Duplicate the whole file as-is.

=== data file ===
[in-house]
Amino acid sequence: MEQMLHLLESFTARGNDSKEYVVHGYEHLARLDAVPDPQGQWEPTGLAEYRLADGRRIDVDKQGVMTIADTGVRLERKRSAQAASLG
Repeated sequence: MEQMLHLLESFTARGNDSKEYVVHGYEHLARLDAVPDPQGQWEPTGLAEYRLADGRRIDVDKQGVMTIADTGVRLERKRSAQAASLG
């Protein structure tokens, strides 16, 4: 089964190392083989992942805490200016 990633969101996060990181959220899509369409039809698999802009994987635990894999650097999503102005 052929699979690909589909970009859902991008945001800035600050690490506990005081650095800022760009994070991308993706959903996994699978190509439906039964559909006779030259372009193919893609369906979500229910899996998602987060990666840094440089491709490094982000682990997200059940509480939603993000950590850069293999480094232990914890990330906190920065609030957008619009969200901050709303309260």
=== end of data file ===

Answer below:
[in-house]
Amino acid sequence: MEQMLHLLESFTARGNDSKEYVVHGYEHLARLDAVPDPQGQWEPTGLAEYRLADGRRIDVDKQGVMTIADTGVRLERKRSAQAASLG
Repeated sequence: MEQMLHLLESFTARGNDSKEYVVHGYEHLARLDAVPDPQGQWEPTGLAEYRLADGRRIDVDKQGVMTIADTGVRLERKRSAQAASLG
């Protein structure tokens, strides 16, 4: 089964190392083989992942805490200016 990633969101996060990181959220899509369409039809698999802009994987635990894999650097999503102005 052929699979690909589909970009859902991008945001800035600050690490506990005081650095800022760009994070991308993706959903996994699978190509439906039964559909006779030259372009193919893609369906979500229910899996998602987060990666840094440089491709490094982000682990997200059940509480939603993000950590850069293999480094232990914890990330906190920065609030957008619009969200901050709303309260």